Also on rt.com Novichok-like chemical agent used to poison Russian opposition figure Navalny, German government claims

It also suggests a degree of recklessness and irresponsibility among those subordinates, which can only alarm those in command of them. If this is the case, it very much demands a firm response to prevent such events from ever happening again.

A third possibility is that the attack on Navalny was ordered by a private actor. In the course of his anti-corruption investigations, Navalny has no doubt made many enemies, not all of whom occupy positions in the state apparatus. It is entirely possible that one of them may have wished to take revenge. But if this is what happened, it means that nerve agents are either circulating in private hands in Russia or are being brewed up somewhere by private individuals.

Either option must be highly disturbing to the authorities. No state wants private individuals to be going around attacking each other with high grade poisons. Again, therefore, this explanation requires a strong government response.

Regardless of which explanation is correct, Russia’s leaders have a serious problem. On the one hand, they face the prospect of being blamed for trying to kill a prominent critic. And on the other hand, if they themselves are not responsible, they find themselves having to deal with unknown people poisoning citizens of their country with military grade nerve agents. Either way, only very firm and visible action to get to the bottom of the case can help the Kremlin dig itself out of the hole it now finds itself in.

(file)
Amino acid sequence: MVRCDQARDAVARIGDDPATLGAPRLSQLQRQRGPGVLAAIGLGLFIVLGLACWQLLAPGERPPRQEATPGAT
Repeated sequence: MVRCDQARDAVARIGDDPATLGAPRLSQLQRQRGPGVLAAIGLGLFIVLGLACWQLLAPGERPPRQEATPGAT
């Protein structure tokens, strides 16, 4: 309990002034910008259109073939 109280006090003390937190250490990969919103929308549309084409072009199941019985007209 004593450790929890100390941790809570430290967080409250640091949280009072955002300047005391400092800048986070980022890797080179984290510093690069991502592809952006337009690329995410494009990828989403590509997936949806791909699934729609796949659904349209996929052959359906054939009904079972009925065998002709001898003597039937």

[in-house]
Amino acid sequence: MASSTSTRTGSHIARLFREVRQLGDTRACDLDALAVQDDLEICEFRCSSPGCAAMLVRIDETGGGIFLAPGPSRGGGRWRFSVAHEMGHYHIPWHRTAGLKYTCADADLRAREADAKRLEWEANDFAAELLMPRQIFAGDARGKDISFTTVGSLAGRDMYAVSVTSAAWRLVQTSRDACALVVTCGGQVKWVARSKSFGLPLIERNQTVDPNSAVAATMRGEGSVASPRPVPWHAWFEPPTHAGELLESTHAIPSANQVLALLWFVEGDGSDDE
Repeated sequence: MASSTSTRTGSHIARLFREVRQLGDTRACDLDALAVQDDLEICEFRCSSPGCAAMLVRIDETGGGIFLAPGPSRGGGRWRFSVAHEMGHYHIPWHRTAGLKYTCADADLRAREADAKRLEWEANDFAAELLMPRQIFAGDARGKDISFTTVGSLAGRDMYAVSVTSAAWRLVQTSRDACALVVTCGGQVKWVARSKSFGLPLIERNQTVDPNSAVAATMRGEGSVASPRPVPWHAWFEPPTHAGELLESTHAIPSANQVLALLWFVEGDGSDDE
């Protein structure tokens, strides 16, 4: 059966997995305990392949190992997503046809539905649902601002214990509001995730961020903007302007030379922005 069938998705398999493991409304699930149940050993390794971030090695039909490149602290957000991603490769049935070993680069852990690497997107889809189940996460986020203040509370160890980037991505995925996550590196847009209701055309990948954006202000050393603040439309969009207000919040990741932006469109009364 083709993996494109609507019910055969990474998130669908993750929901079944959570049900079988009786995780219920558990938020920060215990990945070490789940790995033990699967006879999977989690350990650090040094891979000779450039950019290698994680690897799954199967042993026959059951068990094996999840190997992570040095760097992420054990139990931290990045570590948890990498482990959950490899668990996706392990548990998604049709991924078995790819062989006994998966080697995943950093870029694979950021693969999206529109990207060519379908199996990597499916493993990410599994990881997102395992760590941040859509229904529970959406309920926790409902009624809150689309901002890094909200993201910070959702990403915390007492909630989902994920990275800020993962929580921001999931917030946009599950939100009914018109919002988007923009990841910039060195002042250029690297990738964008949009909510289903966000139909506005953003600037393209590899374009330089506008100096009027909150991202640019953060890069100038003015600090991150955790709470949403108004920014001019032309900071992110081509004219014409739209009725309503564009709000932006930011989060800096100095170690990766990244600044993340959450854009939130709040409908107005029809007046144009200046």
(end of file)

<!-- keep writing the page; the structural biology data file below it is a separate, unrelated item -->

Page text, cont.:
Also on rt.com Germany's allegations about Navalny could be justification for pre-planned anti-Russian ‘response’ – Russian Foreign Ministry

That, though, first requires a change in attitude and an end to the public state of denial. Perhaps the announcement by the Germans will finally induce such a change.

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The statements, views and opinions expressed in this column are solely those of the author and do not necessarily represent those of RT.

The statements, views and opinions expressed in this column are solely those of the author and do not necessarily represent those of RT.